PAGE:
Initial s- changed to c- under influence of unrelated French cendre "ashes," from Latin cinerem (nominative cinis) "ashes," from or related to Greek konis "dust" (see incinerate). The Latin word was contracted to *cin'rem and the -d- inserted for ease of pronunciation (compare peindre from pingere). The French word also apparently shifted the sense of the English one to "small piece of burnt coal" (16c.). Volcanic cinder cone is recorded from 1849.
Cinderella (n.)
pseudo-translation of French Cendrillon, from cendre "ashes" (see cinder). Used figuratively for something unappreciated or something that ends at midnight. A widespread Eurasian folk tale, the oldest known version is Chinese (c.850 C.E.); the English version is based on Perrault's "Cendrillon" (1697), translated from French 1729 by Robert Sambler, but native versions probably existed (such as Scottish "Rashin Coatie"). The German form is Aschenbrödel, literally "scullion," from asche "ash" (see ash (n.1)) + brodeln "bubble up, to brew."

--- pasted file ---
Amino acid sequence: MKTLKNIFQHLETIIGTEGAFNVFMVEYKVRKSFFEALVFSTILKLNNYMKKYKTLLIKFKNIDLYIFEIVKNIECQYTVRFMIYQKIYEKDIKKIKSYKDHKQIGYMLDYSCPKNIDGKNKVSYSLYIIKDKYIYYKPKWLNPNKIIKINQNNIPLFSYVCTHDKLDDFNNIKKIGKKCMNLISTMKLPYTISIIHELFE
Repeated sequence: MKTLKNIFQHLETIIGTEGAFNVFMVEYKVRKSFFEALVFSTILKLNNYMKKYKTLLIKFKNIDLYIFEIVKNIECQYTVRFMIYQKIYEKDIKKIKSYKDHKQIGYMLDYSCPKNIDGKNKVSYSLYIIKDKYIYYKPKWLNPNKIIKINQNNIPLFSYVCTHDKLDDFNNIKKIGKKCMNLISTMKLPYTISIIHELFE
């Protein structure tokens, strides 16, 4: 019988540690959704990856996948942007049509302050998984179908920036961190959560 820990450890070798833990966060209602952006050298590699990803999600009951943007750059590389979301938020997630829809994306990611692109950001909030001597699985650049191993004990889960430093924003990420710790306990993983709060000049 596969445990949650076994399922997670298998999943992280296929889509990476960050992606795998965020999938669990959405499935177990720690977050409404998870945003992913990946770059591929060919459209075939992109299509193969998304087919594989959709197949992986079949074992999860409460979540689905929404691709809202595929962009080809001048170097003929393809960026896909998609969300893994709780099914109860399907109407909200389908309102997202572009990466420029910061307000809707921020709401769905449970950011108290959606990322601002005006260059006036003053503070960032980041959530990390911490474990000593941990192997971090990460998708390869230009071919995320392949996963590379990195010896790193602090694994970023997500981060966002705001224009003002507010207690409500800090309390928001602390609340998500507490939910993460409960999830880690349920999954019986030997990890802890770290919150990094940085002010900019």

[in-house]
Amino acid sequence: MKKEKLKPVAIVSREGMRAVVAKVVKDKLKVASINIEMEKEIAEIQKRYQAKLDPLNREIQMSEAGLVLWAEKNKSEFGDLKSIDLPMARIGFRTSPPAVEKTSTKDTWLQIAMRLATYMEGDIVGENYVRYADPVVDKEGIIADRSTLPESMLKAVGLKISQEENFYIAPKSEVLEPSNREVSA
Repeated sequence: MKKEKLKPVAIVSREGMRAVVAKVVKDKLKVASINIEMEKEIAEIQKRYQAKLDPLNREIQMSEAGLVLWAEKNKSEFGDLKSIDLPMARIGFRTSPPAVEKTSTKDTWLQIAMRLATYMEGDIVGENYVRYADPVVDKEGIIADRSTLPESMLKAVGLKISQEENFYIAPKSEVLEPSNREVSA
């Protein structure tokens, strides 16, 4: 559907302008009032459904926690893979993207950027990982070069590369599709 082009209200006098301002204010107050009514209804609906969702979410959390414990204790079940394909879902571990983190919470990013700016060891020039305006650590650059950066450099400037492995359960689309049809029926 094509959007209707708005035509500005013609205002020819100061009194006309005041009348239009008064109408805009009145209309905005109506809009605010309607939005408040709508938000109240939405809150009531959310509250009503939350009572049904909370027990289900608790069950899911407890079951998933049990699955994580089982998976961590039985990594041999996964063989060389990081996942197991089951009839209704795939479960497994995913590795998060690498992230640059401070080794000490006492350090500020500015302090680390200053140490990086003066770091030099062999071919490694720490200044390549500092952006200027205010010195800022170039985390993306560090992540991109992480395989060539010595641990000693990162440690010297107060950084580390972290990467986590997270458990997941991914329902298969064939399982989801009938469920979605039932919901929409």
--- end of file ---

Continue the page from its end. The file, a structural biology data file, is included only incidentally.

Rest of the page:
Cindy
fem. proper name, often a familiar or diminutive form of Cynthia, but as a name in its own right among the top 100 for girls born in the U.S. c. 1953-1973.
cine
abbreviation of cinema used in compounds or as a stand-alone, 1928, perhaps partly from French ciné (1917).
cinema (n.)
1899, "a movie hall," from French cinéma, shortened from cinématographe "motion picture projector and camera," coined 1890s by Lumiere brothers, who invented it, from Latinized form of Greek kinemat-, comb. form of kinema "movement," from kinein "to move" (see cite) + graphein "to write" (see -graphy). Meaning "movies collectively, especially as an art form" recorded by 1914. Cinéma vérité is 1963, from French.
cinematic (adj.)